General Information: What are the fees?
If money is important to you, and you or somebody you know needs a United States visa, it is important to understand the distinction between a visa “issuance” fee and a visa “application” fee.
Most non-diplomatic and non-official visas issued by United States consular officers abroad require a visa “application” (machine-readable visa – MRV) fee that recovers for the United States the costs associated with manufacturing, processing, and printing the visa. The current visa “application” fee is $100.00.
Most visa applicants (visitors, students, temporary workers, etc.) are charged this $100.00 visa “application” fee even if there is no visa “issuance” fee. All applicants applying for nonimmigrant visas in China must pay a non-refundable application fee of RMB 780 payable at designated branches of CITIC Bank. Both copies of the CITIC Bank fee receipt must be included with all visa applications. Please note that the application fee is non-refundable regardless of whether or not a visa is issued. Applicants who have paid the application fee but fail to submit applications within the expiration date of the receipt for the application fee will not have their application fee refunded.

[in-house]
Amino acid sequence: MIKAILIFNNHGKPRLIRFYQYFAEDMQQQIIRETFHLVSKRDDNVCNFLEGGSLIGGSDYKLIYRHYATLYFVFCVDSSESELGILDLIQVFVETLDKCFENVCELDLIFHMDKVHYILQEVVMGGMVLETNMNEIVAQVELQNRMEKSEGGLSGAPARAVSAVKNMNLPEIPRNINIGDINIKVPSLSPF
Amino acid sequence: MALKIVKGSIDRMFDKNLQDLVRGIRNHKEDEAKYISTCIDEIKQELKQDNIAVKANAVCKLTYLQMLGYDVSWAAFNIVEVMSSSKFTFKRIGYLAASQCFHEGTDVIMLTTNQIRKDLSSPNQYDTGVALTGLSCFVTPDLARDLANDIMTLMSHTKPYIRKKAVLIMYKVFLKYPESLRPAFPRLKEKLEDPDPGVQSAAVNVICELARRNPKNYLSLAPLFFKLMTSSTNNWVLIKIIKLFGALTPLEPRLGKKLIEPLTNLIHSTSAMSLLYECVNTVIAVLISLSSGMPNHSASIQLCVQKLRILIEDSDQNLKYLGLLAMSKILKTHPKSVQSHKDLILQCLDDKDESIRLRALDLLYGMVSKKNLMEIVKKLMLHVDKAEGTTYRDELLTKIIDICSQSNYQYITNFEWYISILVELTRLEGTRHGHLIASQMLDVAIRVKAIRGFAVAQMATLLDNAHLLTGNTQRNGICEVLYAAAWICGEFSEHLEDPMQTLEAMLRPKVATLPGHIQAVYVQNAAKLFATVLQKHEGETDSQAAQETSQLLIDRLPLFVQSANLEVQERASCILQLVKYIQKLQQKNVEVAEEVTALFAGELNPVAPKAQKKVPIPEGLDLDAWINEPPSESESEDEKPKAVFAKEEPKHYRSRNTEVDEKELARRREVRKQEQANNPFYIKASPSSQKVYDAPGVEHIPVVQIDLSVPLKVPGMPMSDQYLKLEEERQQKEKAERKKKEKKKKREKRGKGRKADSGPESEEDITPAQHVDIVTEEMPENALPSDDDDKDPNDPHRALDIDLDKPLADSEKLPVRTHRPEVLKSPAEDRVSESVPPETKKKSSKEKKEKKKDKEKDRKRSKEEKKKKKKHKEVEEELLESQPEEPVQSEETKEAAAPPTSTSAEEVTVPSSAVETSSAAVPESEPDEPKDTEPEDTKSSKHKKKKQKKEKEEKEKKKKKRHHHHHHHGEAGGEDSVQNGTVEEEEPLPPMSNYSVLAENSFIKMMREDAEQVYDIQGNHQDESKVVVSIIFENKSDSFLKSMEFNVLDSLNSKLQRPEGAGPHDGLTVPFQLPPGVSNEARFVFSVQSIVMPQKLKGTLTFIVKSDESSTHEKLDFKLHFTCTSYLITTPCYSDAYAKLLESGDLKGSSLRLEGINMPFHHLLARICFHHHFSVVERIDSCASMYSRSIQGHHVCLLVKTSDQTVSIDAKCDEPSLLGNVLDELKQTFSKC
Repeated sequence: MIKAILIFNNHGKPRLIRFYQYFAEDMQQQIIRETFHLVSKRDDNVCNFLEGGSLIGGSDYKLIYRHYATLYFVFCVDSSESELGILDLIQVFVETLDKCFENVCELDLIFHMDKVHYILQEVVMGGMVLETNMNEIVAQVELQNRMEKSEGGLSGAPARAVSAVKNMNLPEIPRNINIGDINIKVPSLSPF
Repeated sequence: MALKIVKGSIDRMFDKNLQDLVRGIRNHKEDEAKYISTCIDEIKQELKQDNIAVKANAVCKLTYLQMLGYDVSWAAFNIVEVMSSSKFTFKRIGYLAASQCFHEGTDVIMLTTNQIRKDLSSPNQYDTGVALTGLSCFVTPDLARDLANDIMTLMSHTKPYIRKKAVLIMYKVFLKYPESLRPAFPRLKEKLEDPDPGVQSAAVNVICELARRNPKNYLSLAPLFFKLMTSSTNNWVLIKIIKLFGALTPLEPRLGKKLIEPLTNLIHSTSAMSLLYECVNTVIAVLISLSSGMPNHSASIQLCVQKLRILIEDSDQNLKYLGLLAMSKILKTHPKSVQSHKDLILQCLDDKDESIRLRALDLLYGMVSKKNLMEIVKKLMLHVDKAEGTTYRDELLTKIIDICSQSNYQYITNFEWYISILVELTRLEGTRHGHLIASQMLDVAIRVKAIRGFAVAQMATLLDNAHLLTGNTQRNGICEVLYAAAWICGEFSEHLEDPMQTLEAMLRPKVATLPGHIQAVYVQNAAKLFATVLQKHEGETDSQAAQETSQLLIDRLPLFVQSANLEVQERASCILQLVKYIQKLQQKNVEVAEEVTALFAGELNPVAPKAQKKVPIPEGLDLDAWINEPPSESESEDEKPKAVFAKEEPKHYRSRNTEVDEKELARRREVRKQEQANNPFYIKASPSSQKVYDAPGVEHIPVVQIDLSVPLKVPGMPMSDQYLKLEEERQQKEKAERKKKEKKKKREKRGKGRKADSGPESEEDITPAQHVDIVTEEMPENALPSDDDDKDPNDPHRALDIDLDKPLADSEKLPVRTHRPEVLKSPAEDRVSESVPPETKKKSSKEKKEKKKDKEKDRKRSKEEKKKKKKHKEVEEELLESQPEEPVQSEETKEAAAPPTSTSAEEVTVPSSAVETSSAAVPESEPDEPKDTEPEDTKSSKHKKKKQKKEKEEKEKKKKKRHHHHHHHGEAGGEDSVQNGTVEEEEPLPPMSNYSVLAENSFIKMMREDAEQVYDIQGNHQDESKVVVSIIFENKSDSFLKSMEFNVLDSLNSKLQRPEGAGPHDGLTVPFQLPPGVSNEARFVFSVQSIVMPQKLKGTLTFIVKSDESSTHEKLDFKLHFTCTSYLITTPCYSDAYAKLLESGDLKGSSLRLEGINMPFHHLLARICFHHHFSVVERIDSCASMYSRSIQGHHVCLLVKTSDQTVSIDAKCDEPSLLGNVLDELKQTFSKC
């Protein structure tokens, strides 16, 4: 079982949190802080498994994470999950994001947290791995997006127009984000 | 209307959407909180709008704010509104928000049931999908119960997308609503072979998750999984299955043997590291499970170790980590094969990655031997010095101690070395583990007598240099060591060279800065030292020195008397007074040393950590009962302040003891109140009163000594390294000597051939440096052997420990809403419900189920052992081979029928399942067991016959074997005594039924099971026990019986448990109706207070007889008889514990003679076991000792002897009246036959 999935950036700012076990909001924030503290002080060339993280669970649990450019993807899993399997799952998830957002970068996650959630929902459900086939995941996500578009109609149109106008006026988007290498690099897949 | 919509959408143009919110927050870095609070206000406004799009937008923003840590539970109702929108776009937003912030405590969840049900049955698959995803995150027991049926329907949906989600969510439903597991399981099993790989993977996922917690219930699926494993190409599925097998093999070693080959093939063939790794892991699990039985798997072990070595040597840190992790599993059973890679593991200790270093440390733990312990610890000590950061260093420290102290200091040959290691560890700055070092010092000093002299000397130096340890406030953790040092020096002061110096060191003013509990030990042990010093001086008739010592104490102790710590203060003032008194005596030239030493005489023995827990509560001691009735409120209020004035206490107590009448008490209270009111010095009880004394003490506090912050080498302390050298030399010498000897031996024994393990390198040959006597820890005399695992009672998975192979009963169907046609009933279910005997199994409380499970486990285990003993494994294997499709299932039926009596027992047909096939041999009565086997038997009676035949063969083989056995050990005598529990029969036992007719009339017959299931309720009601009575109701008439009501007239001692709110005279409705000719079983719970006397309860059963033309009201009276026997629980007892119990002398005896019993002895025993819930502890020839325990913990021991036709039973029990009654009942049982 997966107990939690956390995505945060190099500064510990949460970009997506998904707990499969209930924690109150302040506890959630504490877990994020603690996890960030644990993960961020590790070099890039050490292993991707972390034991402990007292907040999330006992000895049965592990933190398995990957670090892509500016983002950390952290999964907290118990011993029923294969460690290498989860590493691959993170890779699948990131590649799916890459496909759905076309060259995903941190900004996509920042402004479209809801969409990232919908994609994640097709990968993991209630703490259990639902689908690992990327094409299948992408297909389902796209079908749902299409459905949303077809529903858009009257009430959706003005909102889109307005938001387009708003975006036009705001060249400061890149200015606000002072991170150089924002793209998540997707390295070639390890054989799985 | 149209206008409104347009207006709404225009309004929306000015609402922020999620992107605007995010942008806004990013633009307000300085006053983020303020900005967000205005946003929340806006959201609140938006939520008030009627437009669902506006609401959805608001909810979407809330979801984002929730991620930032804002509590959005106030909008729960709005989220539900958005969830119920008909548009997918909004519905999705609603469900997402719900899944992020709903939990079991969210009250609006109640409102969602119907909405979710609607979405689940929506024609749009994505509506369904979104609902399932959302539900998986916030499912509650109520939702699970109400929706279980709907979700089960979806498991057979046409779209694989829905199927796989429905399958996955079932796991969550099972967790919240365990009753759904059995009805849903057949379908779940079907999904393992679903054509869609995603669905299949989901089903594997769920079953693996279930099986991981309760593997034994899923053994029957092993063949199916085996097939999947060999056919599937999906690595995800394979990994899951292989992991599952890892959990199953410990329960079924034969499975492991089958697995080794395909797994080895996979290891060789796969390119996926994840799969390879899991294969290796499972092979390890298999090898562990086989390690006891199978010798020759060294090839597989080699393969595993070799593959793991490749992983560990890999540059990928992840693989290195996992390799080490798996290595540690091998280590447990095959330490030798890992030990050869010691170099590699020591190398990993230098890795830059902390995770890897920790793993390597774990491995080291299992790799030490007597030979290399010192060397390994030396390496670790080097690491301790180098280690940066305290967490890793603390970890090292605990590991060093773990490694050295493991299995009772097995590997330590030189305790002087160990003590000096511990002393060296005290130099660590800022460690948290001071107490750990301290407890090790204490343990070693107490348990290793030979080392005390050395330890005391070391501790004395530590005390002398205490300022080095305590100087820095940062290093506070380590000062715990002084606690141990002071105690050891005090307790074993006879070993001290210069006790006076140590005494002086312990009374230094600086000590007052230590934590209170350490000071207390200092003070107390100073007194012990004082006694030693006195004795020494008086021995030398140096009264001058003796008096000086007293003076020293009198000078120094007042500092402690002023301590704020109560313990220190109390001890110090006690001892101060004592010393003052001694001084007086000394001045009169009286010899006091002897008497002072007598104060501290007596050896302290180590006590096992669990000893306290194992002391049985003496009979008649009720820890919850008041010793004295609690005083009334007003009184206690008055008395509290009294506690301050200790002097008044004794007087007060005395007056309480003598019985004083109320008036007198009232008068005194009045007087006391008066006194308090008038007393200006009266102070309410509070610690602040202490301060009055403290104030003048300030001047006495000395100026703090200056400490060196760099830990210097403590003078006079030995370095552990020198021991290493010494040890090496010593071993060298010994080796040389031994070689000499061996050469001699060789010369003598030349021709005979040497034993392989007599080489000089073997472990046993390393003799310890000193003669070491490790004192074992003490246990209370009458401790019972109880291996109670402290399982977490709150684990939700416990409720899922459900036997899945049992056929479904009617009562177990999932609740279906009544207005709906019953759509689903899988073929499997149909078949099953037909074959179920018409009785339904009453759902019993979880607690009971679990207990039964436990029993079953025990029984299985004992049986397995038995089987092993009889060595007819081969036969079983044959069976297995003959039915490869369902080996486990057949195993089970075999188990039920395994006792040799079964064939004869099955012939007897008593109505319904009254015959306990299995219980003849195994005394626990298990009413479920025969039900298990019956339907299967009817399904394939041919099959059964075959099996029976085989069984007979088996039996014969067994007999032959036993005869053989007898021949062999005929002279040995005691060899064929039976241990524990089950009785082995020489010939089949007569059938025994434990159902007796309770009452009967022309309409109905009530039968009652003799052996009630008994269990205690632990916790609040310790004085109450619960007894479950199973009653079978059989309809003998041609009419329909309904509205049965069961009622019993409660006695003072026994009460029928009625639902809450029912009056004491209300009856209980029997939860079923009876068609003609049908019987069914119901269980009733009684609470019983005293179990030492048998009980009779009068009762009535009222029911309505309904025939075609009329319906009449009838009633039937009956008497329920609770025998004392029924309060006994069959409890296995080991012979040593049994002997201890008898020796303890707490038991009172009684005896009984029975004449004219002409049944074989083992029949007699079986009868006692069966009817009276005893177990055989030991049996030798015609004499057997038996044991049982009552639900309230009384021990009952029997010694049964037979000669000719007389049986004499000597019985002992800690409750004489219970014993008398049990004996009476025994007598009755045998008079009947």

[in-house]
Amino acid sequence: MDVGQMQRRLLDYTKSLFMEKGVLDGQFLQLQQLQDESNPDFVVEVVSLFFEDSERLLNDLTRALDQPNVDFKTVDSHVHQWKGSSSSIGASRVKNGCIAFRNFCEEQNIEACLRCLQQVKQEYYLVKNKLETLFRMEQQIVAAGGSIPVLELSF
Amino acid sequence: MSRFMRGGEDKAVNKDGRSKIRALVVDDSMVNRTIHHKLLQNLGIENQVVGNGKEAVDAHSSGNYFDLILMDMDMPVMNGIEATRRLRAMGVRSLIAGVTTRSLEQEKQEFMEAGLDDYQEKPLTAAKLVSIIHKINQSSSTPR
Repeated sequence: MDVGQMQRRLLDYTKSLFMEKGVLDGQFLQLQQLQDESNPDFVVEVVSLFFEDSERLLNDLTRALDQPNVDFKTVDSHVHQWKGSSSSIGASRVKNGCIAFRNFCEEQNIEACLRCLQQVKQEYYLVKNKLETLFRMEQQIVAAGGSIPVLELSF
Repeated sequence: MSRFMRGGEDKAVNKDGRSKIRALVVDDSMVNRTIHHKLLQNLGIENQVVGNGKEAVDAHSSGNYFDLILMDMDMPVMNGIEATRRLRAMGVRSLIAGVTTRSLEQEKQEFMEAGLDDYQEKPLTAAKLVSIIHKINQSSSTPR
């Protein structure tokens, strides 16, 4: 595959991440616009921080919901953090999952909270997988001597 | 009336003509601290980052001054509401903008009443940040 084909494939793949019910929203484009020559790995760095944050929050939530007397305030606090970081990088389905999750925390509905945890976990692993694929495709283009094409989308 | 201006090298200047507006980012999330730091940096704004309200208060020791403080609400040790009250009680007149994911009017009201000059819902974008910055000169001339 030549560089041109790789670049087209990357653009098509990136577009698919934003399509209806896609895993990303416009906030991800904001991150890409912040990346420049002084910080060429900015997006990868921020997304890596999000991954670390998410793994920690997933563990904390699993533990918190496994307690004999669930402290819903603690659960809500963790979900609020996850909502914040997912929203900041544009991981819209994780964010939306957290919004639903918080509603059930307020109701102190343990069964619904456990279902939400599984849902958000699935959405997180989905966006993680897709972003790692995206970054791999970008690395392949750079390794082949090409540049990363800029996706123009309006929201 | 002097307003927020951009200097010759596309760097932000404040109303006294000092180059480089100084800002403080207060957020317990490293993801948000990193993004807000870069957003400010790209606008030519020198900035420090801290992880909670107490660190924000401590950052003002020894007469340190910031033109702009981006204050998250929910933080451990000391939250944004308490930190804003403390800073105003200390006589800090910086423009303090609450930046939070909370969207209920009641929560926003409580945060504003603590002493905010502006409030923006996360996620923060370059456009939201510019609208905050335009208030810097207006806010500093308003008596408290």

Visa “issuance” fees are based on “reciprocity,” (what another country charges a United States citizen for a similar-type of visa). The United States strives to eliminate visa issuance fees whenever possible; however, when a foreign government imposes such fees on U.S. citizens for certain types of visas, the United States will impose a “reciprocal” fee to nationals of that country for similar-type of visas. Visa “issuance” fees are paid in U.S. or Chinese currency at the Embassy or Consulate when the visa is approved and issued. For more detailed information about fees and reciprocity agreements>>
As usual, it appears that the U.S. is once again the source of the prevailing animosity. In Hong Kong, I did not need to pay anything to apply for my visa, and my HK$780 was only charged today when I picked up my visa.